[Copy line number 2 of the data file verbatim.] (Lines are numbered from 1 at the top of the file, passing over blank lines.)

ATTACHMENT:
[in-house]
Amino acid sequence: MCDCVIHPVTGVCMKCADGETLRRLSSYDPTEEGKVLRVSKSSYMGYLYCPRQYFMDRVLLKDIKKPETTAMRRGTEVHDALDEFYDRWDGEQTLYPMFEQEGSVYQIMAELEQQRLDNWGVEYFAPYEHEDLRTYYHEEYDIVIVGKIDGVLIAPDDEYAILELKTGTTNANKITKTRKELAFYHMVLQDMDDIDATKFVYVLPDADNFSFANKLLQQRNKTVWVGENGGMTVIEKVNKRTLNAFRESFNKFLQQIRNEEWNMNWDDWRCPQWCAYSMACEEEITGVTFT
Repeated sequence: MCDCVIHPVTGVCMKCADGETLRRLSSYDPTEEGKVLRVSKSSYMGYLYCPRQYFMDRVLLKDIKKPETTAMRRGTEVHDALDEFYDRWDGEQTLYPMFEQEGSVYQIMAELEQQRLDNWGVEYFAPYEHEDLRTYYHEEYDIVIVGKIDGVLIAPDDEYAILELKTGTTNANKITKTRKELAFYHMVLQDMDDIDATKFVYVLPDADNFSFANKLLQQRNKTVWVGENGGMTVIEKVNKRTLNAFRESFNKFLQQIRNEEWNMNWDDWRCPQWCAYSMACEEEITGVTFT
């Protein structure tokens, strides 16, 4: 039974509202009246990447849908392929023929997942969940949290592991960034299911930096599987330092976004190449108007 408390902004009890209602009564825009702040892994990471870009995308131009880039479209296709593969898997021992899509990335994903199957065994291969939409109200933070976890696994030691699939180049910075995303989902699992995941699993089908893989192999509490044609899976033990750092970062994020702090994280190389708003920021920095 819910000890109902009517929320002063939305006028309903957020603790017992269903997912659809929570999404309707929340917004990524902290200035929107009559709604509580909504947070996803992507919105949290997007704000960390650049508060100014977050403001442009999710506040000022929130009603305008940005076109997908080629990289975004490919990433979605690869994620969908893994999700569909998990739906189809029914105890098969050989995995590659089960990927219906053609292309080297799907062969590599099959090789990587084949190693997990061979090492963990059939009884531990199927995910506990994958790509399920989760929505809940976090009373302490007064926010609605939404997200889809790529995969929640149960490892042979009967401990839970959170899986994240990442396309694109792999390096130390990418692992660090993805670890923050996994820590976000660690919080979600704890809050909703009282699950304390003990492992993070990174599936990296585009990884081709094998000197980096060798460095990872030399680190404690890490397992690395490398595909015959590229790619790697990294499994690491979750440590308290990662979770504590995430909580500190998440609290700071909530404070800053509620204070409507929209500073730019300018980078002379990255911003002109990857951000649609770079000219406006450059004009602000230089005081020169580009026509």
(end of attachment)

Amino acid sequence: MCDCVIHPVTGVCMKCADGETLRRLSSYDPTEEGKVLRVSKSSYMGYLYCPRQYFMDRVLLKDIKKPETTAMRRGTEVHDALDEFYDRWDGEQTLYPMFEQEGSVYQIMAELEQQRLDNWGVEYFAPYEHEDLRTYYHEEYDIVIVGKIDGVLIAPDDEYAILELKTGTTNANKITKTRKELAFYHMVLQDMDDIDATKFVYVLPDADNFSFANKLLQQRNKTVWVGENGGMTVIEKVNKRTLNAFRESFNKFLQQIRNEEWNMNWDDWRCPQWCAYSMACEEEITGVTFT